If the bone is brittle, fractures can occur
due to small things, such as falling, after lifting a heavy burden, or even due to walking.
If a fracture occurs in the spine, the vertebrae become shorter. In severe osteoporosis, some vertebrae can experience fractures. It is this event that causes the most height and stooping in the elderly
As a result of this decay, the position of the spinal joint changes. These changes can cause arthritis and pain.
Surgery to repair fractures in osteoporosis is very difficult because the bone is fragile to be fitted with screws and retaining metal rods.
How to prevent osteoporosis?
Knowledge is the primary key. The more you know about prevention and treatment, the greater your chances of staying active. The key to managing osteoporosis is preventing bone cell loss with adequate food, healthy habits, and proper exercise.
Prevention can reduce or stop completely losing bone cells. The faster you take preventive steps, the better the results. So, if you are in the high-risk category of osteoporosis, it’s time to take precautions before you have a fracture.
Osteoporosis prevention steps are to pay attention to your food, enough exercise, and consider using suitable medicines.
One of the most valuable ways to prevent osteoporosis is to consume enough calcium. The following is presented by the dosage of calcium needed by the body according to age groups:
* Children, ages 1-10 years: 800 mg of calcium/day
* Teenagers, aged 11-18 years: 1,200 mg of calcium / day
* Teenagers who are pregnant: 1,600 mg of calcium / day
* Pregnant women, aged 19 years and over: 1,200 mg of calcium/day
* Lactating women: 1,200 mg of calcium / day
* Adult men, under 65 years: 1,000 mg of calcium / day
* Adult men, over 65 years: 1,500 mg of calcium / day
* Adult women, before menopause: 1,200 mg of calcium / day
* Adult women, before after: 1,500 mg calcium / day
One function of vitamin D is to help absorb calcium from the intestine. Some people with osteoporosis have low levels of vitamin D in their bodies so that calcium absorption from the intestine is also lacking. Vitamin D is formed in the body with the help of sun exposure or is obtained directly from food.
The daily dose of vitamin D is 400 IU. This dose can be increased to 800 IU, especially if you don’t get enough vitamin D from food or are less exposed to sunlight. However, remember, don’t consume more than this number, unless your doctor recommends it.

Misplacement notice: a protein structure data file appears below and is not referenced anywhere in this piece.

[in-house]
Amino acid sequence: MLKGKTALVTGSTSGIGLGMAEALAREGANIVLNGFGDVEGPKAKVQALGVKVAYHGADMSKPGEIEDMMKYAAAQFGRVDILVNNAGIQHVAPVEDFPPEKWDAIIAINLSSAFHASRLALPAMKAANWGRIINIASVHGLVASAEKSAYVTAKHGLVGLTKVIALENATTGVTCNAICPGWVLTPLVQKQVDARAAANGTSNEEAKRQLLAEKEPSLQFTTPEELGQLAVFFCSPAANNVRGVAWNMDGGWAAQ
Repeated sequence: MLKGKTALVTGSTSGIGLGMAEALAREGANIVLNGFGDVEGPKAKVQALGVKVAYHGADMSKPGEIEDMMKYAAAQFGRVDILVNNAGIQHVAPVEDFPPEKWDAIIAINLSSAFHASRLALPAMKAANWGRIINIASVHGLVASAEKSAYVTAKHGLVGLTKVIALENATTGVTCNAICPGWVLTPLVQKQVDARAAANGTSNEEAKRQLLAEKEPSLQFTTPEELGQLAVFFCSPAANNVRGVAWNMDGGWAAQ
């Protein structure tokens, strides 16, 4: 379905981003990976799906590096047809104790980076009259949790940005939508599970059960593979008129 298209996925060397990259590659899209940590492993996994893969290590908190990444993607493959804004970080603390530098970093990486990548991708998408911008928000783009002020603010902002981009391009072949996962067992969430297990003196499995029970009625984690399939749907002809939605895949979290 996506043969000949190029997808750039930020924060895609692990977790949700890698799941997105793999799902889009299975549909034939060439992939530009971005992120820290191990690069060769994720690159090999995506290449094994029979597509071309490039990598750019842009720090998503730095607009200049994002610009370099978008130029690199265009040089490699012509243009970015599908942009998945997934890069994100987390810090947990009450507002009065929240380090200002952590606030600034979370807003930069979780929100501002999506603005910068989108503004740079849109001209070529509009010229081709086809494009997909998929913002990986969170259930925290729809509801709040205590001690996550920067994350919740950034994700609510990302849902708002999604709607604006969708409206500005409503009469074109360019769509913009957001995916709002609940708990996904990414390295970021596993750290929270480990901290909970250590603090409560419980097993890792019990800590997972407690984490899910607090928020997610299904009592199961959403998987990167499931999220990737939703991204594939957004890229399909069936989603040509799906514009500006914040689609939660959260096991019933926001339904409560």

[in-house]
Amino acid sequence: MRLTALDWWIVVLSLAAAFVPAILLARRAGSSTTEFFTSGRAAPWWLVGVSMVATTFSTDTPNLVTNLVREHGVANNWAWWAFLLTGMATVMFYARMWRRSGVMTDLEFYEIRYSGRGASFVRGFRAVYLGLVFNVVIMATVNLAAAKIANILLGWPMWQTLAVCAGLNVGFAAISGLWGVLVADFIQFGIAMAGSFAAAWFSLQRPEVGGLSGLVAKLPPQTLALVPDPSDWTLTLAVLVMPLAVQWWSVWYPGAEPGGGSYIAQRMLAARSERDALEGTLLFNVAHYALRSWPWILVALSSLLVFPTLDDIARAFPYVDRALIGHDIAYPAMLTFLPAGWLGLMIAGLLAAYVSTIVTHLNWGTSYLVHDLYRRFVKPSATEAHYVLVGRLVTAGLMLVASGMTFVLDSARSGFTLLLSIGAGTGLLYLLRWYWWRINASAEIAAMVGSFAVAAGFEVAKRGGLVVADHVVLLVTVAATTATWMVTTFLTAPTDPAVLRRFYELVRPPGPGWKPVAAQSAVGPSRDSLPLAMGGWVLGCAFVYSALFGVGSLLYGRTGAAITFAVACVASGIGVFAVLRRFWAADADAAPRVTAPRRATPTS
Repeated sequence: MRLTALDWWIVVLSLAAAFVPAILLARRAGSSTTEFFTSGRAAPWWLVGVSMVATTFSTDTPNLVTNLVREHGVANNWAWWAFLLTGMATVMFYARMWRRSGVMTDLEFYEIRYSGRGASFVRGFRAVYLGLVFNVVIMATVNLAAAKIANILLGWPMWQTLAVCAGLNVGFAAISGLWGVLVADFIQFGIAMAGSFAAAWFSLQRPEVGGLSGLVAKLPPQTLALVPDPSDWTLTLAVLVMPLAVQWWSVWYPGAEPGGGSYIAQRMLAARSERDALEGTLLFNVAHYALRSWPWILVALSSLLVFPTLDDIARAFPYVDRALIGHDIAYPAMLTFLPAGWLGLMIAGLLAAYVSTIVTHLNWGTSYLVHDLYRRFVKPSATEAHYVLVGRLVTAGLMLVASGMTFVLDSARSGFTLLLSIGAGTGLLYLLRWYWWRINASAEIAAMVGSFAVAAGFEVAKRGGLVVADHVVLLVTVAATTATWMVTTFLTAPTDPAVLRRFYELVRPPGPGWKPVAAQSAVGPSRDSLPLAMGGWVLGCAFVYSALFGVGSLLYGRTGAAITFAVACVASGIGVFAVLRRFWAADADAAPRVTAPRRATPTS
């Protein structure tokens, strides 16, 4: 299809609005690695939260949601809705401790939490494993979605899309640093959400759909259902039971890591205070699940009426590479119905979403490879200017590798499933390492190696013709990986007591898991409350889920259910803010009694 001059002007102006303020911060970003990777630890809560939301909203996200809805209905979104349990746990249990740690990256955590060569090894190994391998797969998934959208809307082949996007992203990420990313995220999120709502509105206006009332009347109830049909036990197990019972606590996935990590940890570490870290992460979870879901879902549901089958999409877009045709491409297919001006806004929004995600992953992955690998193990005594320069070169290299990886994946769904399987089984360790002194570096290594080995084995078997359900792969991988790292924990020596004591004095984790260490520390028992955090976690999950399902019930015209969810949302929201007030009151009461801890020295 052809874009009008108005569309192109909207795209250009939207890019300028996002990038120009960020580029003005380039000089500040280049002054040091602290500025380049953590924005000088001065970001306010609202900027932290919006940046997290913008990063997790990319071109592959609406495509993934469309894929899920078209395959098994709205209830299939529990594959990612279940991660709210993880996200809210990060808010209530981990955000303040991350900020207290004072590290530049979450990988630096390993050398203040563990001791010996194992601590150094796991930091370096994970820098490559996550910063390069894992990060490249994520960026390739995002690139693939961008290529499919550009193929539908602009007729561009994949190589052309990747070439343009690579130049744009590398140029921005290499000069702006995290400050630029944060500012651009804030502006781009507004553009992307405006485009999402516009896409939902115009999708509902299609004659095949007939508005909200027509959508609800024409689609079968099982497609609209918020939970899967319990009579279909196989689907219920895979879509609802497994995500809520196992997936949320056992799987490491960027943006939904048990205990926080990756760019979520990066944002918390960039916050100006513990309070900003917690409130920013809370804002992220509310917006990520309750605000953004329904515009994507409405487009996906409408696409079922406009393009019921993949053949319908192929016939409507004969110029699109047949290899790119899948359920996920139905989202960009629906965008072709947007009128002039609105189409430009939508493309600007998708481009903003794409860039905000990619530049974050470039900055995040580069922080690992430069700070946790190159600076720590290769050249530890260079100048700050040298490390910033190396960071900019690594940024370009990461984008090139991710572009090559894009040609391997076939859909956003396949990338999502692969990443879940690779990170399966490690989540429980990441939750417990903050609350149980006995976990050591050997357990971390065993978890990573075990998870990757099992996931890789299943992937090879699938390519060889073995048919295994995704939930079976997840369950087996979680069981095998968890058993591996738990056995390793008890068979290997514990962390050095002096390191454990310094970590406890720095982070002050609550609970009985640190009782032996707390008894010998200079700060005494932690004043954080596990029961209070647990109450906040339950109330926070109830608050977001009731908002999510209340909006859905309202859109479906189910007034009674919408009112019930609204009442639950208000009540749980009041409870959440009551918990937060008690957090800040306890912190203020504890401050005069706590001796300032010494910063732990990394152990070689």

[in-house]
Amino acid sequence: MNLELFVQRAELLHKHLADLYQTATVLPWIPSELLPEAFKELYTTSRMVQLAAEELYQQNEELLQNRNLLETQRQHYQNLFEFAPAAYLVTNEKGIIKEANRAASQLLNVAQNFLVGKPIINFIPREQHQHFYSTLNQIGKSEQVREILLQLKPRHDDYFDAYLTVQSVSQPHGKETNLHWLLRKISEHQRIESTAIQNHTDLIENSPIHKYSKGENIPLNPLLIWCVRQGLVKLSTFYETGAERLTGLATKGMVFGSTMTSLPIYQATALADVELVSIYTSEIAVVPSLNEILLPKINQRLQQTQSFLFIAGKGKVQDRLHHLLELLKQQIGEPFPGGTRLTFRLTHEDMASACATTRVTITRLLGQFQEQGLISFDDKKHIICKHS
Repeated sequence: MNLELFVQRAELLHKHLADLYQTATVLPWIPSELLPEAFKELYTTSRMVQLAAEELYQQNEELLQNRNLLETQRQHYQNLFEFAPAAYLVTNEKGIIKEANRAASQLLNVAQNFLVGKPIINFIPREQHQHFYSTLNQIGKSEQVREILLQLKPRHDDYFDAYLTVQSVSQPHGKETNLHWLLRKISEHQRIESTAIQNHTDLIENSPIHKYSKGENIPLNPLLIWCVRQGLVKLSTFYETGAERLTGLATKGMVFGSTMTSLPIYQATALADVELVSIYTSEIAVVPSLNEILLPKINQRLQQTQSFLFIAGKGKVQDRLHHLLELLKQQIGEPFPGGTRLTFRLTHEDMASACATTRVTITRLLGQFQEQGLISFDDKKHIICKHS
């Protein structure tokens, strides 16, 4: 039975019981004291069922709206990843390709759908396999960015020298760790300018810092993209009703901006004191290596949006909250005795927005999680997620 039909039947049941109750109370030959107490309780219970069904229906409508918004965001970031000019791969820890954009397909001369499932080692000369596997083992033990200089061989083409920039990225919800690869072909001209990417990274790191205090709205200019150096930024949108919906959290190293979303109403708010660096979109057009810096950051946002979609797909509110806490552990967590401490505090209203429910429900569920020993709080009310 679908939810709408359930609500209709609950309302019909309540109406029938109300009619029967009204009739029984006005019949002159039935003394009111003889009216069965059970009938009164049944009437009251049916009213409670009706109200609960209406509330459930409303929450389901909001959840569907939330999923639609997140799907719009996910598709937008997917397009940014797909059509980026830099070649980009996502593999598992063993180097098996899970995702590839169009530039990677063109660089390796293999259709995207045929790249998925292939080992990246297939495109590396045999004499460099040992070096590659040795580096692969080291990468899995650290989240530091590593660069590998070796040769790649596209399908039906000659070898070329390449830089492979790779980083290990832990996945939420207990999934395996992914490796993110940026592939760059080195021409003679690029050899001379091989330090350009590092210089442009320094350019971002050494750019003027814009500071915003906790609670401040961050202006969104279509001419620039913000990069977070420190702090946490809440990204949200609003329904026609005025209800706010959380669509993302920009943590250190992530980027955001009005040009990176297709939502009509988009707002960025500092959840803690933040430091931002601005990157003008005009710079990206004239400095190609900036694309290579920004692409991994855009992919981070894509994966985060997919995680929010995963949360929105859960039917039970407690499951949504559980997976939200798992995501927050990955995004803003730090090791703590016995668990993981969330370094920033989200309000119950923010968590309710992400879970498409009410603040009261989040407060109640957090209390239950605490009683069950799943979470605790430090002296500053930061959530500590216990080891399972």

Regular weight training is very good for preventing osteoporosis. Start with light intensity then increase it to 30 to 40 minutes per session several times a week.
Although swimming does not include weight training, it is perfect for strengthening the back muscles. The stronger the back muscles, the stronger and denser the spine. This water sport is also a good choice for people with arthritis or people who experience pain when doing weight training.
Some of the benefits of exercise:
• Maintaining bones. Strong muscles make bones stronger and denser.
• Improve body shape. Trained back muscles help keep the body steady and prevent hunchback
How do you get enough calcium intake?
One of the excellent ways to slow down bone cell loss is with adequate calcium intake. Here are some illustrations of ways to get calcium:
• Try to consume 3-4 servings of foods rich in calcium a day. Milk and cheese are foods that contain lots of lactulose which increases calcium absorption.
• If you go on a diet, still consume low-fat milk.
• Drink milk fortified with vitamin D and tried to get enough sun exposure.
• Avoid foods with high levels of fat and protein, because excessive fat and protein can interfere with calcium absorption in the intestine.
• Caffeine in coffee also plays a role in losing calcium, so don’t drink too much coffee.
How to deal with pain?
If a fracture occurs, mild to severe pain will arise. Pain relievers such as paracetamol, aspirin, ibuprofen, or naproxen can help. If the pain persists, you need to see a doctor to get a stronger pain reliever.
For vertebral fractures, along with treatment, hot steam given to your back twice daily for 10-15 minutes is very helpful for healing pain.
Other methods for controlling pain include electrical stimulation of the skin above the affected part. This system is called Transcutaneous Electrical Nerve Stimulation (TENS).